Ollison considers himself the "smartest" running back in the draft. He has the reputation of being a wizard when it comes to the white board, drawing up plays, defensive fronts, coverages, blitzes. "I take a lot of pride in being a student of the game," he said. "I'm never going to go out there and not know what I'm doing. I had four offensive coordinators at Pitt; I had no trouble learning every offense."

But Ollison's most impressive moments have come off the football field. His 35-year-old brother, Rome Harris -- "my football hero," Ollison said -- was fatally shot on Oct. 14, 2017, in Ollison's hometown of Niagara Falls.

Last season, Ollison changed his football number from 37 to 30, the number his brother once wore. He also took the extraordinary step of forgiving his brother's killer, who was sentenced to 25 years in prison.

"The only way to get past something is to forgive somebody," Ollison said. "If you have hate in your heart, you never get past it. I can't hate anybody. I try to spread love."

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The quirky stat hiding on Armstead's resume:*Ryquell Armstead*'s nickname is Rock. It fits. He's a downhill runner out of Temple who scored six rushing touchdowns against Houston last season. Five were inside the 10-yard-line; the longest was 33 yards. He rushed for 210 yards that day.

Against Tulsa, Armstead racked up 108 rushing yards and a sack. Yes, a sack.

Armstead offered to play defense after injuries decimated the unit. On the sack, his job was to spy the quarterback. He read the play -- recognizing there was no dump-off to the running back -- rushed, and made the sack.

Armstead became the third player in college football history to record a sack and rush for 100 yards in a game.

"I was a captain and I'm a team player," he said. "Anything to get a W."

Armstead wanted to prove his pass-catching ability at the combine after getting only eight targets in 2018. He caught the ball well in drills. He considers himself the "most violent runner" in this draft. At 220 pounds, he said he benches 445, squats 500 and dead lifts 550 pounds.

A few talent evaluators liked C.J. Anderson as a comp for Armstead. That's not bad. They see Armstead as a guy who could have success in spelling an established starter for a couple series a game.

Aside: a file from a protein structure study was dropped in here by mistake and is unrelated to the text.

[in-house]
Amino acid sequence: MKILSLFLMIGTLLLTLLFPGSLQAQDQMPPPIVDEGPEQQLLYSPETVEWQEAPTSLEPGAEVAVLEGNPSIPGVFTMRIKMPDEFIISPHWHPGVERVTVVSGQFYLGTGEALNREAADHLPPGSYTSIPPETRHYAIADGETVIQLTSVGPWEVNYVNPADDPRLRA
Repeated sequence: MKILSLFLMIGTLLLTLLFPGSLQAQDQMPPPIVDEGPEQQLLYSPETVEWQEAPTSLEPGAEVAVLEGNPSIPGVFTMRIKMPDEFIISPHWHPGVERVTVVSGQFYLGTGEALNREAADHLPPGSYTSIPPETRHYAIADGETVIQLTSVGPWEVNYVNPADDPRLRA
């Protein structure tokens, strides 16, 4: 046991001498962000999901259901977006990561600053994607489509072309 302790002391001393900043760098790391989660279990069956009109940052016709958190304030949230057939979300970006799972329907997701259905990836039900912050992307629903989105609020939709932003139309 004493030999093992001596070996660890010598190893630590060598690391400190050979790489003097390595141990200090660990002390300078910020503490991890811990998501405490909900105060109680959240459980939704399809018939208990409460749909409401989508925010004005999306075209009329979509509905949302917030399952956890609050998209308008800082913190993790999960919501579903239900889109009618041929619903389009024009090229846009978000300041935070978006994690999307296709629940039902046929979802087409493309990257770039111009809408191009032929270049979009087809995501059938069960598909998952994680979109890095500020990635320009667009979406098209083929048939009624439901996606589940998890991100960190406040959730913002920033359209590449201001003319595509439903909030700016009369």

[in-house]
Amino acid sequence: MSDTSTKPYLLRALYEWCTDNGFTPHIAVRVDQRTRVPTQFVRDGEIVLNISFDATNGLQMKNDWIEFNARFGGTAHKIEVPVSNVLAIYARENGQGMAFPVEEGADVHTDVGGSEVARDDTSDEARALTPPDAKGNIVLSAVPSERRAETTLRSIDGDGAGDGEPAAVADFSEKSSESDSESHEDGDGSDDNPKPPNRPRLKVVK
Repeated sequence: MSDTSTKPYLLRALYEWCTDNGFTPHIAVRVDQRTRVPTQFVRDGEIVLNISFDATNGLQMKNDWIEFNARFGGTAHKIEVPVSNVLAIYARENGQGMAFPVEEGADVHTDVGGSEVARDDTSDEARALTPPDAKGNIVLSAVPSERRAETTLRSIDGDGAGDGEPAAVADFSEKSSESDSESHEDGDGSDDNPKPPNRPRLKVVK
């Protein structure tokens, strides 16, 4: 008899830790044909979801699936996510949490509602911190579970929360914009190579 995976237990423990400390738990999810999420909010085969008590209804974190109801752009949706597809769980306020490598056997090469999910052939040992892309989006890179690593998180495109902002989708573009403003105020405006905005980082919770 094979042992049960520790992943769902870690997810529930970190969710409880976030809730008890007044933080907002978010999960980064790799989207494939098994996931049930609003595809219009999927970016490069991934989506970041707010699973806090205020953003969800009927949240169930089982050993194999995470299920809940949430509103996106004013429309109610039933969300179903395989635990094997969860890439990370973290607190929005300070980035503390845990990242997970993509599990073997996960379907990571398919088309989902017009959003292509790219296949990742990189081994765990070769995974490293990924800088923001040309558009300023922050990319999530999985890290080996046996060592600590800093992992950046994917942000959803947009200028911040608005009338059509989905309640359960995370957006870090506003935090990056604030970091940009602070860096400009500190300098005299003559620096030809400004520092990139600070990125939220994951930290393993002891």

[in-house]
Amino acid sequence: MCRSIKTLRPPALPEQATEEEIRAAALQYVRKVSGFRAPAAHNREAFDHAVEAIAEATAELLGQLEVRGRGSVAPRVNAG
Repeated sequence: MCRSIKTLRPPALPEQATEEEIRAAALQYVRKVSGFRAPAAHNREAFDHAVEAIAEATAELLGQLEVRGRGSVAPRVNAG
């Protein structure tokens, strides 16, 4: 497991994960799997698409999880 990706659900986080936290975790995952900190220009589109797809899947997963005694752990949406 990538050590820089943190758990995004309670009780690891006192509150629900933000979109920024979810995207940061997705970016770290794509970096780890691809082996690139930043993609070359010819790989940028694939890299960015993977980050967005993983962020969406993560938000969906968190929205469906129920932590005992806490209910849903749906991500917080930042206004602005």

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Barkley's successor trying to stand on his own: Penn State running back Miles Sanders was compared to Saquon Barkley in every single television broadcast last season. The two are close, but Sanders arrived at the combine determined to make a name for himself. He impressed in the workout Friday, showing off the running style he honed as a youngster.

Fourteen years ago, a coach told 7-year-old Miles that if he kept running east-west, he'd make him spend a practice on the offensive line. It happened. Lesson learned. Hit the hole.

Sanders knows he is not widely considered one of the best RBs in this class, but he thinks he is one. "It definitely motivates me," he said. "I love being the underdog."

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McLaurin says he's "not dirty," just "a very physical player":*Terry McLaurin* was a two-time captain at Ohio State, averaged 20 yards per catch last season and performed well at the Senior Bowl.

But one of his biggest plays in recent memory was a block against Penn State, where he disrupted three defenders, enabling K.J. Hill to score what turned out to be the winning touchdown. "I like blocking because it shows my unselfishness," he said. "I knew how important that play was for us." A lesson? "Good things happen when you play to the whistle."

An Indy native, McLaurin was particularly comfortable at Lucas Oil Stadium; he played seven championship games there between high school and Ohio State.

McLaurin is a terrific success story. He walked on with the Buckeyes, earned a scholarship, distinguished himself as a player and just completed an impressive combine. As for his reputation of being chippy on the field, he said: "I'm very competitive, want to win every rep. I'm not dirty, but I'm a very physical player, always [engaging in] a back and forth with defender. I look at it as being competitive. I don't back down from anybody."

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Drop and give me 10: After the LB workouts Sunday, LSU's Devin White and Kentucky's Josh Allen -- who would instantly upgrade many NFL defenses -- walked down the field together, dropped to the turf and did push-ups. Why? Because each dropped a pass during drills. And the penalty was 10 push-ups. Two players who hold themselves to high standards. Talent evaluators LOVE that.

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Shurmur scion chasing QB dream: One of the throwing quarterbacks at the combine was Vanderbilt's Kyle Shurmur, son of New York Giants coach Pat Shurmur. Kyle has always dreamed of being an NFL quarterback, his dad said.

"I certainly believe in my son," Pat told me. "He's always accomplished anything he's set his mind to. He's overachieved to a degree because he's so passionate about football."

Could Kyle Shurmur be a Giant? Unlikely, but Pat said he wouldn't rule out anything. "But I'd have to take a step back and let others in the organization evaluate him," he said. Pat Shurmur grew emotional talking about his son. The two had a few dinners together in Indy. Nice story.